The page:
About FAIR principles for research data


FAIR research

In many European countries, e.g.  Germany, there is a strong movement that all research data should be freely available according to the FAIR principles (findable, accessible, interoperable and reusable). See 


In principle, FAIR is a laudable goal that will improve the openness of science. Of course, this is a major challenge for scientists who produce massive data, e.g. from numerical simulations, or physical experiments. In addition, the way how data and standards are defined also poses some This is a major challenge for scientists who produce massive data, e.g. from numerical simulations, but alsoserious challenges for mathematical research as a whole, by including non-traditional forms of “data”, such as mathematical formulas and theorems..[1] 

How and in which form can we standardize the way to find mathematical formulas or mathematical theorems, when different communities use different terminology for the same objects while the same formulas for different objects?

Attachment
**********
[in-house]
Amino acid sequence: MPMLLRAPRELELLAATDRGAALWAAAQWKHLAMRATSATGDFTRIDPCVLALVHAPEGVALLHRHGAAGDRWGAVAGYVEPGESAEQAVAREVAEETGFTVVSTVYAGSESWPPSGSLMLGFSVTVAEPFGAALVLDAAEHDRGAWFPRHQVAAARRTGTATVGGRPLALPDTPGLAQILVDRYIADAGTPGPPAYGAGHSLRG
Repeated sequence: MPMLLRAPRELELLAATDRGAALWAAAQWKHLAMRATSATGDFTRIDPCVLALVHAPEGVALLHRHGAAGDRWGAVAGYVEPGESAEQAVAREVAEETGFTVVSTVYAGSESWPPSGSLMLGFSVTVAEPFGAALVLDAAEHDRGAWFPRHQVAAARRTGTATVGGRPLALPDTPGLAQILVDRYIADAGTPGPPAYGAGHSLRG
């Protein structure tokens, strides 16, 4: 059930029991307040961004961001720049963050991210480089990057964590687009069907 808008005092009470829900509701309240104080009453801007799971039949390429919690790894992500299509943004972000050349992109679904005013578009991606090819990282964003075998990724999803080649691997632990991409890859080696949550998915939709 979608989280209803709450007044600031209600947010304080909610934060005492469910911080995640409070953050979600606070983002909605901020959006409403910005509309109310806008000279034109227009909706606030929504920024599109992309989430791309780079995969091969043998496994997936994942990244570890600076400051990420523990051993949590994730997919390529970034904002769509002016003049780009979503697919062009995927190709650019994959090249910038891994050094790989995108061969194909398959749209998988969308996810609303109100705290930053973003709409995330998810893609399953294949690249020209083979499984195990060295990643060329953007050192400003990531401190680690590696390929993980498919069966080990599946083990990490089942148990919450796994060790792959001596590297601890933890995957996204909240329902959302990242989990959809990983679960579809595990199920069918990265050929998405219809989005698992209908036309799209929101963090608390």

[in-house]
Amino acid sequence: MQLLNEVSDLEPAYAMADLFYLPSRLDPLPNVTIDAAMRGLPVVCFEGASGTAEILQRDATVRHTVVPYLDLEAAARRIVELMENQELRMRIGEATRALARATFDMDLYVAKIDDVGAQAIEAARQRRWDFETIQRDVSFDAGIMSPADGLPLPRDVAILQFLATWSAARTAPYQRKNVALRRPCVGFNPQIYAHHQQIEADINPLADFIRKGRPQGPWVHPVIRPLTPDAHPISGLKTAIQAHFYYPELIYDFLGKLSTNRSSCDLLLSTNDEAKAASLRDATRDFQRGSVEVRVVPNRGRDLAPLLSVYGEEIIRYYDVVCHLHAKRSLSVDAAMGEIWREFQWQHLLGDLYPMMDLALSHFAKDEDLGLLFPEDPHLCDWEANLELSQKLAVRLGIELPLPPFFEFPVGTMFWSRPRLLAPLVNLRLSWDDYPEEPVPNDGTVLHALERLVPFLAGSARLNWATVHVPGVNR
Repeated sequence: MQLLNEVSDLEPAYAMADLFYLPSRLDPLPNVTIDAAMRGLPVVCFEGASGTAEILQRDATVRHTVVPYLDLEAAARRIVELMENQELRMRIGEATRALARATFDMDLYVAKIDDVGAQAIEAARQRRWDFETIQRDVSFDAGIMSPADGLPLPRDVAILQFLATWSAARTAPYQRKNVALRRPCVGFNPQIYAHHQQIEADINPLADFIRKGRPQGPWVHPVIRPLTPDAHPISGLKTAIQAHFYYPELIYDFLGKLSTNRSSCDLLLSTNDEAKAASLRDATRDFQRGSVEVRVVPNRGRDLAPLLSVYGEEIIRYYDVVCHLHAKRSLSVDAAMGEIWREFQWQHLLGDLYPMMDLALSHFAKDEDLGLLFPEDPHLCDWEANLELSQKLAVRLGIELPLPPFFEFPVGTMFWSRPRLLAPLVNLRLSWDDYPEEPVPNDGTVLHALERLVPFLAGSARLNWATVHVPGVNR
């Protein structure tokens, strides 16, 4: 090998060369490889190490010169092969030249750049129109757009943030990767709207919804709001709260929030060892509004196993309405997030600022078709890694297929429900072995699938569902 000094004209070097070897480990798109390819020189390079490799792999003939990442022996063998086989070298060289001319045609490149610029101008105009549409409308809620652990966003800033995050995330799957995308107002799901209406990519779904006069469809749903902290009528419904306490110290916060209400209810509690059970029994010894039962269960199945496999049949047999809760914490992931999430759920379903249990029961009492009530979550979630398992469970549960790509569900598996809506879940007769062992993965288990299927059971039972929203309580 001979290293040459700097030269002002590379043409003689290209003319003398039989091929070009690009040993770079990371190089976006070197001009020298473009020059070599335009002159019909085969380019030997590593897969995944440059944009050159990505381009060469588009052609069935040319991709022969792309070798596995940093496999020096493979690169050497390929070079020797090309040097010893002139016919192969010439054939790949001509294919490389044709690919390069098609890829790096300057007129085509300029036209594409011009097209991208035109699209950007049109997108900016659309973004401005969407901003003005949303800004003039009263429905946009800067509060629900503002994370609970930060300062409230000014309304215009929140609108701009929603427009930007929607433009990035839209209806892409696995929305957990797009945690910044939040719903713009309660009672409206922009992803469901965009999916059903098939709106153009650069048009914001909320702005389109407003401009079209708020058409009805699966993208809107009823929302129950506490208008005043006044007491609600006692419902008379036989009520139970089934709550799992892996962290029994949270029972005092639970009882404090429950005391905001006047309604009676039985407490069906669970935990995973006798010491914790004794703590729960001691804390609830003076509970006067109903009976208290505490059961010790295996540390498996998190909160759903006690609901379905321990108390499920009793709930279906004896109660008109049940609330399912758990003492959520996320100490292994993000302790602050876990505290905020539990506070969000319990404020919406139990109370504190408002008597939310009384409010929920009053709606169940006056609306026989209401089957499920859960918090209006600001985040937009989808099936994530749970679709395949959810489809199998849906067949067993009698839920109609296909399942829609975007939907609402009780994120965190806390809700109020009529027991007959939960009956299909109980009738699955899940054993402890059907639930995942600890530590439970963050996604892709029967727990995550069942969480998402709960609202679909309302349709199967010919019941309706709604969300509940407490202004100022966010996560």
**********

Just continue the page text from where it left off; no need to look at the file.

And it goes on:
The German Science foundation DFG has just started a large call for building research data infrastructures  to deal with this, see e.g.


Most people in the mathematical community seem to ignore these developments, but this may lead to real threats for the community if we do not join the movement right from the beginning.

Examples of such threats could be that standards will be fixed that are incompatible with our current way to produce mathematical articles (in LATEX) and PDF, or that the way formulas are stored is just graphically. Another problem may be that standards for model generation, mathematical software, or simulation data are not as we like themthat are cumbersome or impractical. It is clear that commercial code providers are heavily lobbying with governments to make standards that are good for them and that IT companies and data analytics people have their own views of how data should be addressed.

The mathematical community must unite in a common quest to be on board right away in the developments (the German math community has already decided to do this) and to make these principles realistic for mathematics and the neighbouring sciences and to preserve and improve established publishing standards like to be able to deal with the future developments. This may require also the construction of new and uniform concepts, such as semantic annotation of formulas or theorems.

Text prepared by Volker Mehrmann, Officer of ICIAM and President of the European Mathematical Society (EMS)